Word and spirit of open meetings law matter
Kentucky’s Open Meetings Act is an essential tool for making sure governments are accountable to the people they serve.
The law requires that “all meetings of a quorum of the members of any public agency at which any public business is discussed or at which any action is taken by the agency shall be public meetings, open to the public at all times,” with a small handful of carefully crafted exceptions.
That’s pretty straightforward, but a couple definitions can bring even more clarity:
• A “quorum” is the minimum number of people required for a public agency to take action — 1 more than 50 percent of the voting members.
• A “public agency” is every governmental body or board, such as the Boyle County Fiscal Court, the Danville City Commission, boards of education, even the Boyle County Public Library board. The term also includes all committees and groups formed by those governmental entities.
Our open meetings law also requires that the public be informed about all planned meetings in advance so they have the opportunity to attend.
In short: Any official government body must conduct its business in public, and the public must know when and where that government body is meeting.
The intent of this law seems obvious, but the writers also didn’t leave any doubt: The opening paragraph of the Open Meetings Act declares that “the formation of public policy is public business and shall not be conducted in secret.”
The letter and the spirit of the law are clear. Unfortunately, there can be no perfect law and humans will always be good at testing the boundaries and finding the gray areas.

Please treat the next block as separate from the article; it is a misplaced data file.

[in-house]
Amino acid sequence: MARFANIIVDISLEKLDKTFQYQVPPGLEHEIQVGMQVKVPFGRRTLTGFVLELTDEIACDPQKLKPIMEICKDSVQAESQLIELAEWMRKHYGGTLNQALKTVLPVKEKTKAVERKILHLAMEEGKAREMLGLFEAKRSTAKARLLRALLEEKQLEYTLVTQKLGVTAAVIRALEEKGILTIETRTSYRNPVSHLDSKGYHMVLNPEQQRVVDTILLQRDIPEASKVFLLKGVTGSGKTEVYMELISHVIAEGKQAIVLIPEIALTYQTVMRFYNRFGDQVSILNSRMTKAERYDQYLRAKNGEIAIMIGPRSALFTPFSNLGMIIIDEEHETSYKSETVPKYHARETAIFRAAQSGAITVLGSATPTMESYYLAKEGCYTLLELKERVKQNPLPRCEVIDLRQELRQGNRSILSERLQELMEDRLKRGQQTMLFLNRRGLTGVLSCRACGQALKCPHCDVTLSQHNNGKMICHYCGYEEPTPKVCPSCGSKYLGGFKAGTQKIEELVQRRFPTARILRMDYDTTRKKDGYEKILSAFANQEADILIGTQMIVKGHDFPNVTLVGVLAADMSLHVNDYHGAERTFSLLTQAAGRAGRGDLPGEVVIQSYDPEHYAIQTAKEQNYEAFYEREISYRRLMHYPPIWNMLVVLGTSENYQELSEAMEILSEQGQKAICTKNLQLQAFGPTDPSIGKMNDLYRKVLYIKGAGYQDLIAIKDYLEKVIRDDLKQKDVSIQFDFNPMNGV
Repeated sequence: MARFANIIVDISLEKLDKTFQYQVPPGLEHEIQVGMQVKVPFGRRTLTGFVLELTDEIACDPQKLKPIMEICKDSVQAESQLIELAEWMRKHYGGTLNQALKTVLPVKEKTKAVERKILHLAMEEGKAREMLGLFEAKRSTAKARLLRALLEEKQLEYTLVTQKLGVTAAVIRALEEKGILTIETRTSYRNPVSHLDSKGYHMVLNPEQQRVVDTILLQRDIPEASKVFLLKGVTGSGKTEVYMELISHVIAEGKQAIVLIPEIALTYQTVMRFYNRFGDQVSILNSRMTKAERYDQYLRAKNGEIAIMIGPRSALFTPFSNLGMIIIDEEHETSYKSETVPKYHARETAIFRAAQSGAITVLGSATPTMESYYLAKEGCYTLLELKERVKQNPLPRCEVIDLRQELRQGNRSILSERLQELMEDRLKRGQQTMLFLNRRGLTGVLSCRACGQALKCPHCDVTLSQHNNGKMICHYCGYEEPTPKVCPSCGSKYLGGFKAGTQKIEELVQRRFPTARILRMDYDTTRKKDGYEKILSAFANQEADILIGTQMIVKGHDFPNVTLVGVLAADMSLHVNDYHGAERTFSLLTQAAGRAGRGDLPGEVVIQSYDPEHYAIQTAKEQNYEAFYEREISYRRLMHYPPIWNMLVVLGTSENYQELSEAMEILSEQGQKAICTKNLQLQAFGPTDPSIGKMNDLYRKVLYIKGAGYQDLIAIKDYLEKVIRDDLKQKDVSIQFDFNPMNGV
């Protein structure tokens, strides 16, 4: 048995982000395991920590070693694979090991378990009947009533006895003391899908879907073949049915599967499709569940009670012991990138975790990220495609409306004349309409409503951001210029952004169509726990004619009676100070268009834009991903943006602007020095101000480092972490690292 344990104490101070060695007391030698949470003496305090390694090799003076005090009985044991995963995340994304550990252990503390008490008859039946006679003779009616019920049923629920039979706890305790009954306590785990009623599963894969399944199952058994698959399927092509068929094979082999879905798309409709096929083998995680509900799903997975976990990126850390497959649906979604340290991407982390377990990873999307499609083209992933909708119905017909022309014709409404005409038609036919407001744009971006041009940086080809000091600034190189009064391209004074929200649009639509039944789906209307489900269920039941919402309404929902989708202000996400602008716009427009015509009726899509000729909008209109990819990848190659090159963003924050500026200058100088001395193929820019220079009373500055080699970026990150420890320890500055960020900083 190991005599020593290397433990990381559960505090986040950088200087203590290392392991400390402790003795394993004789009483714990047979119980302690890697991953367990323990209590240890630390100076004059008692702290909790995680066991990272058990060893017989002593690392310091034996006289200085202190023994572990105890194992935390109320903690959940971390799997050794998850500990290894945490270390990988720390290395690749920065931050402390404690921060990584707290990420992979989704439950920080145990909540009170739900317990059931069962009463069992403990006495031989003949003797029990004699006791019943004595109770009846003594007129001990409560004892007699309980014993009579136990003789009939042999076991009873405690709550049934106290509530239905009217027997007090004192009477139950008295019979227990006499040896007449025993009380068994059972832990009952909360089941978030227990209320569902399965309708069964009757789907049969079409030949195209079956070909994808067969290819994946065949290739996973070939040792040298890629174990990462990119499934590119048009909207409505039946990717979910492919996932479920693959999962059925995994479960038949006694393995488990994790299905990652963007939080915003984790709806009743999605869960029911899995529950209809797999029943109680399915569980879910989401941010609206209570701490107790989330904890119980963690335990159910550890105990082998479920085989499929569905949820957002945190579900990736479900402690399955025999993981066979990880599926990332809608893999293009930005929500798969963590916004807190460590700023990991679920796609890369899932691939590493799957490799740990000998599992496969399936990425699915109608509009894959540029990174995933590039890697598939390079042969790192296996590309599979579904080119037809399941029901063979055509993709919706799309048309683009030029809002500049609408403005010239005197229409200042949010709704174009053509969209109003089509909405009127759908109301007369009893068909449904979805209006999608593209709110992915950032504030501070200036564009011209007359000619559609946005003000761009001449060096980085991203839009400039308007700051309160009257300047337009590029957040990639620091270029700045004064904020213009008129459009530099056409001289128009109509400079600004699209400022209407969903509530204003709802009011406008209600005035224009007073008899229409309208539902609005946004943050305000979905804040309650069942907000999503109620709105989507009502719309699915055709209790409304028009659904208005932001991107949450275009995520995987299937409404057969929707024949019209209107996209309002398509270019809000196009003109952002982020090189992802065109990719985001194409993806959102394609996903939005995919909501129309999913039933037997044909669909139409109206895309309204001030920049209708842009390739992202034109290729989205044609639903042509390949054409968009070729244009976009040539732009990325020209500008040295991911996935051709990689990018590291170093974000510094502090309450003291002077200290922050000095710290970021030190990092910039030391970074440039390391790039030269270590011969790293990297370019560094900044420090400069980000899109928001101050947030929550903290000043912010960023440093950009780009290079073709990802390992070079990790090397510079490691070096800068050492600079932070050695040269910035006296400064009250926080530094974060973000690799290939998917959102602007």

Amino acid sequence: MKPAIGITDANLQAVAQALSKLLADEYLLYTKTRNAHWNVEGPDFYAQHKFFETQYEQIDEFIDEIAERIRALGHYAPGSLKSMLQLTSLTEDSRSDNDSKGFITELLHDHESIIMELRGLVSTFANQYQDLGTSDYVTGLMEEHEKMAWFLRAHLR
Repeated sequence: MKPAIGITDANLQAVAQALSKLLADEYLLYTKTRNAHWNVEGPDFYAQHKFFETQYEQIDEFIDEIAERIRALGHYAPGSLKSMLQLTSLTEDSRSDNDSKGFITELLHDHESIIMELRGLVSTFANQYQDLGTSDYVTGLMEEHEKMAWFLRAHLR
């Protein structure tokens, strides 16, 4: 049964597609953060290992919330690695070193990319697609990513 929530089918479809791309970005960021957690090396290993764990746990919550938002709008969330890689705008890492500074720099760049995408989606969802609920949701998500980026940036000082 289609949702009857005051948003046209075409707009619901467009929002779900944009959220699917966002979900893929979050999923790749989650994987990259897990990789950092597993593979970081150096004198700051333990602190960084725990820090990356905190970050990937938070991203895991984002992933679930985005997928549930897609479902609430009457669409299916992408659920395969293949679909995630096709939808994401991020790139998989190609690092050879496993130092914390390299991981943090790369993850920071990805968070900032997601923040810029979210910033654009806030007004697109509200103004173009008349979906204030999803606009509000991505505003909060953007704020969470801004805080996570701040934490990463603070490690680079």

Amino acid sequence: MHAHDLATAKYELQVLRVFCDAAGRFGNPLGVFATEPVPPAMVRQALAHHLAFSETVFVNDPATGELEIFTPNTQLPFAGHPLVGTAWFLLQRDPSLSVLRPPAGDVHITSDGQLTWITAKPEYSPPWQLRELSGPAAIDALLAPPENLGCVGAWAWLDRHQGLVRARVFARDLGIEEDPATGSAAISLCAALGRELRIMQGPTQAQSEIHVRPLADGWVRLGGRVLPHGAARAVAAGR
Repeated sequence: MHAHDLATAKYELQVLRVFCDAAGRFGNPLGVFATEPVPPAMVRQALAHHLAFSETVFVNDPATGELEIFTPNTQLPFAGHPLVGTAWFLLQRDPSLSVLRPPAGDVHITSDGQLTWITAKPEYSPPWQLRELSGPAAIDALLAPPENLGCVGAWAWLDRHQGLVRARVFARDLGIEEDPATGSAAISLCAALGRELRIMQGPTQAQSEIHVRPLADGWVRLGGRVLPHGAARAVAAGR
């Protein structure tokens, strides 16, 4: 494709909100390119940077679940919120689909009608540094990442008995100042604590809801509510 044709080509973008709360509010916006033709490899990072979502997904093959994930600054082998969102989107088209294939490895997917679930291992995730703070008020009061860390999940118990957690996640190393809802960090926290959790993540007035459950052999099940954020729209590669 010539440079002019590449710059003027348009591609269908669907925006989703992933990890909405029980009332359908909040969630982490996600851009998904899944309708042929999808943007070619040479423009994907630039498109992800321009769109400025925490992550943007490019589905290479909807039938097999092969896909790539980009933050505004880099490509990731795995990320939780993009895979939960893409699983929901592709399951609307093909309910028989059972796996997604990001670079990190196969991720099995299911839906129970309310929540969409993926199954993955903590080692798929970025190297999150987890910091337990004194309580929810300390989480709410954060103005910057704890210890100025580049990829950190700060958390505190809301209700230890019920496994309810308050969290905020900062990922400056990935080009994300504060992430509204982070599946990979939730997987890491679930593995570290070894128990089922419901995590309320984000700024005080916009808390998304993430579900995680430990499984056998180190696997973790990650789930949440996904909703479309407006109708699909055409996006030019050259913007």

One such gray area was on display this week in Boyle County, when two Boyle County magistrates attended a Solid Waste Committee meeting. The committee has two magistrates sitting on it — Jamey Gay and Ron Short. When magistrates Jason Cullen and Tom Ellis showed up as well, they created a problematic situation: There was now a quorum of Boyle County Fiscal Court members present.
No special meeting of the fiscal court had been called (such meetings require a minimum 24 hours advance notice). But merely being present in numbers representing a quorum doesn’t violate the law; for it to be violation, the quorum must also discuss public business or take action.
In this case, Ellis and Cullen apparently did bring up public business — the county’s convenience centers. But there is yet another wrinkle: This meeting of a quorum and discussion of public business did occur at a public meeting — it just wasn’t a public meeting of the fiscal court.
Members of the public had the opportunity to be present and hear what was discussed if they chose to. However, they could not have known that a quorum of magistrates would wind up having a discussion that should have happened at a fiscal court meeting.
This is where we must fall back on the spirit of the Open Meetings Act — “the formation of public policy is public business and shall not be conducted in secret.”
Was this discussion held in secret? Clearly not. Nor do we think it was anyone’s intention to hold secret discussions.
This incident was at worst a minor technical violation of the word of the law; it was not an attack on the spirit of the law.
It does raise some concerns because magistrates apparently did not realize fully the line they were close to crossing. If the discussions had actually led to a consensus or action taken in the future, it would have resulted in a far more blatant violation of the law.
But we think it’s clear from officials’ comments after the fact that they took the right lesson from this situation and will do better in the future at avoiding gray areas.
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